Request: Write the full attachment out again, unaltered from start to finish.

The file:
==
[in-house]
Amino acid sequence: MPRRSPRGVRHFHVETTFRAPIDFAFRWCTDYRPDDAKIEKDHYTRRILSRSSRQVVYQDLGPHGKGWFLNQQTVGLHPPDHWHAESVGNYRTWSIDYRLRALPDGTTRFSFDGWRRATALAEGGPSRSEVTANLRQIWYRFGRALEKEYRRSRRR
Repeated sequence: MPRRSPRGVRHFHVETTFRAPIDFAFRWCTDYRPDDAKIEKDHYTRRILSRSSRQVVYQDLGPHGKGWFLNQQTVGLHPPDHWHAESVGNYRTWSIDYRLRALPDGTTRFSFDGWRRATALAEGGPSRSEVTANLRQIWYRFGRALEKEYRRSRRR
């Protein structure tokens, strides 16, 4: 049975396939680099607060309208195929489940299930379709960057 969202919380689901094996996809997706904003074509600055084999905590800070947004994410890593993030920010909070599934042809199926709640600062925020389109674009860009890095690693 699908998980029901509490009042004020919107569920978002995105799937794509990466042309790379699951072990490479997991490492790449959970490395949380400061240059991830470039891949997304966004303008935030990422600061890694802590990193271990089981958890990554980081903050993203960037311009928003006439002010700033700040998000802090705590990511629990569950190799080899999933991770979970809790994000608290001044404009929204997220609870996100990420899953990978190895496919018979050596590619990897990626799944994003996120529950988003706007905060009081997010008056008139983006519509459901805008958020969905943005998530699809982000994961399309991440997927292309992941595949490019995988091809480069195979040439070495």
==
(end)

[in-house]
Amino acid sequence: MPRRSPRGVRHFHVETTFRAPIDFAFRWCTDYRPDDAKIEKDHYTRRILSRSSRQVVYQDLGPHGKGWFLNQQTVGLHPPDHWHAESVGNYRTWSIDYRLRALPDGTTRFSFDGWRRATALAEGGPSRSEVTANLRQIWYRFGRALEKEYRRSRRR
Repeated sequence: MPRRSPRGVRHFHVETTFRAPIDFAFRWCTDYRPDDAKIEKDHYTRRILSRSSRQVVYQDLGPHGKGWFLNQQTVGLHPPDHWHAESVGNYRTWSIDYRLRALPDGTTRFSFDGWRRATALAEGGPSRSEVTANLRQIWYRFGRALEKEYRRSRRR
């Protein structure tokens, strides 16, 4: 049975396939680099607060309208195929489940299930379709960057 969202919380689901094996996809997706904003074509600055084999905590800070947004994410890593993030920010909070599934042809199926709640600062925020389109674009860009890095690693 699908998980029901509490009042004020919107569920978002995105799937794509990466042309790379699951072990490479997991490492790449959970490395949380400061240059991830470039891949997304966004303008935030990422600061890694802590990193271990089981958890990554980081903050993203960037311009928003006439002010700033700040998000802090705590990511629990569950190799080899999933991770979970809790994000608290001044404009929204997220609870996100990420899953990978190895496919018979050596590619990897990626799944994003996120529950988003706007905060009081997010008056008139983006519509459901805008958020969905943005998530699809982000994961399309991440997927292309992941595949490019995988091809480069195979040439070495």